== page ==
The homework for 3rd Graders was to draw as many lines of symmetry as they could for a regular pentagon. I thought they knew their way around this stuff — they’d had a lot of success working with a cut-out hexagon the week before, and had been getting a bunch of practice — but I was surprised by the huge variety of responses in their homework, so I decided to figure out what was going on.
I figured we could settle this by having a whole-group conversation. Probably, the kids who found less than five lines stopped looking too early. If I shared a variety of work, I bet that kids would quickly recognize that these other lines split the pentagon into two congruent pieces. (In 3rd Grade speak, this is criterion is usually expressed as “you could fold it over perfectly.”)
It didn’t go down like that. I noticed that some of the kids who saw 2 or 3 lines switched positions during the early part of the discussion, but the 1s and 5s weren’t budging.
F and I offered (what I thought was) a pretty convincing argument against the possibility of there being only one line of symmetry. After all, they argued, if you think that the vertical line of symmetry works, just rotate the pentagon a bit and you have a new “top” of the shape to split in half.
It was around now — especially when T shared — that I started to form a theory about what the “one line” camp was thinking. Their responses to the arguments made me think that they didn’t see the regular pentagon as actually having this rotational symmetry. They saw it as irregular, in some way, so that these other lines wouldn’t actually fold over perfectly.
“Why don’t we cut them out?” R asked. Perfect, I said. I was in for a surprise!
With the cut out pentagons, you could just see that the rotations returned the pentagon to its original shape, and made room for a new “vertical” line of symmetry. And, for sure, this helped some kids.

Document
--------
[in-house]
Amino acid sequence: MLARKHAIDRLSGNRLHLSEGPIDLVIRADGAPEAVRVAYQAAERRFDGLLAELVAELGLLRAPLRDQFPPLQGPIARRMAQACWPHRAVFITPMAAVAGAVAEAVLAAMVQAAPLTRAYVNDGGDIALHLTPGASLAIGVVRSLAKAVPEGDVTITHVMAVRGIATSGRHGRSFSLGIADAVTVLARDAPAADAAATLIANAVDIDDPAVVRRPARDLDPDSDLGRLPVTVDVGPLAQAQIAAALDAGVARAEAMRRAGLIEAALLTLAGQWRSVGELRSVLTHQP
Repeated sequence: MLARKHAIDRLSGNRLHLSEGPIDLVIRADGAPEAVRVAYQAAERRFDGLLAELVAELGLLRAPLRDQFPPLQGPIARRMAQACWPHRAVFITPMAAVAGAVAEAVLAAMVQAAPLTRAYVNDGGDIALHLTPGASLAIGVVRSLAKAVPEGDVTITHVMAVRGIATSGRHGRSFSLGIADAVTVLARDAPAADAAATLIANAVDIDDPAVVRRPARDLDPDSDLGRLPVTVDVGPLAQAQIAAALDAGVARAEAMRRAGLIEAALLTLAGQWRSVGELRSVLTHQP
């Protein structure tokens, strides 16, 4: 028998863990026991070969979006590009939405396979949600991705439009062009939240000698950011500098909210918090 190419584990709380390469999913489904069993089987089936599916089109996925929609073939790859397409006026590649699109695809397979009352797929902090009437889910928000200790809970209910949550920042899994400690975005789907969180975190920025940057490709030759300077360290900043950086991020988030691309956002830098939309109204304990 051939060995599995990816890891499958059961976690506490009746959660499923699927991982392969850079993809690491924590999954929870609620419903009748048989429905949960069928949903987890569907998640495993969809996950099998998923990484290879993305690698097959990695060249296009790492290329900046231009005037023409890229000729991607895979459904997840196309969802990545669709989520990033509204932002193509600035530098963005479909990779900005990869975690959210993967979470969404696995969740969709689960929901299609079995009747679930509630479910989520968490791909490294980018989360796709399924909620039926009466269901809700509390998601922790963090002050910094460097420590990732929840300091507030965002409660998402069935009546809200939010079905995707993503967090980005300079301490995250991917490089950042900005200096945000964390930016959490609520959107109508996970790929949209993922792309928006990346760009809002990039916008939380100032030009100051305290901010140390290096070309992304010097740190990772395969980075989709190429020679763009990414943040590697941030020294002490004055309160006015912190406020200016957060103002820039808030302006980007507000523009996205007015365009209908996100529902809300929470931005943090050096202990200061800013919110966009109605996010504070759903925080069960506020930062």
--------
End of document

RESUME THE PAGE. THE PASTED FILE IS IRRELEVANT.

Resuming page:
But Bo and Annie [pseudonyms] called me over, because they were caught in argument and couldn’t make progress.
Annie: “I know that you can rotate it, but there’s still only one line.”
Annie: “I’m saying that you can draw that line if you rotate it, but it’s the same line?”
Do you mean that it wouldn’t be a new line?
Annie: “No, it would be a different line on the page, but I’m saying that it would still be the same line.”
Hold on, I think I’ve got you. Are you saying, look, you could draw a new line if you rotate it, but that’s not actually a different line, since it’s still basically that same, vertical line that you started with?
Huh. So if you have all these different lines, you wouldn’t say that there are five lines of symmetry or anything?
Annie: “No, because they’re all the same.”
At the moment that I understood her, I no longer knew what to say. I’m used to thinking of all sorts of mathematical similarity and difference — congruence, modular congruence, similarity, equivalence, symmetry — but I hadn’t ever thought of mathematical sameness quite in the way that Annie did.
She’s saying (what is she saying, exactly?) that these lines aren’t different because they’re intellectually similar. There is, for her, just one line of symmetry because there’s basically only one idea of a line of symmetry. Sure, you could repeat that process five times, but that’s not the point. The point is that you get a line of symmetry by connecting a point and its opposite side.
And maybe she’s also saying that when you rotate the shape, you’re really making a new shape. That the regular pentagon is a brand new regular pentagon when you turn it in the air, and you have a new opportunity to draw that vertical line and divide it into parts.
I wonder what she’d say if she compared her pentagon thoughts to her hexagon results. And earlier in the week she had drawn a ton of lines of symmetry in a circle.
Maybe this has something to do with the unloveliness of the pentagon? Maybe pentagons feel different to her than these other shapes?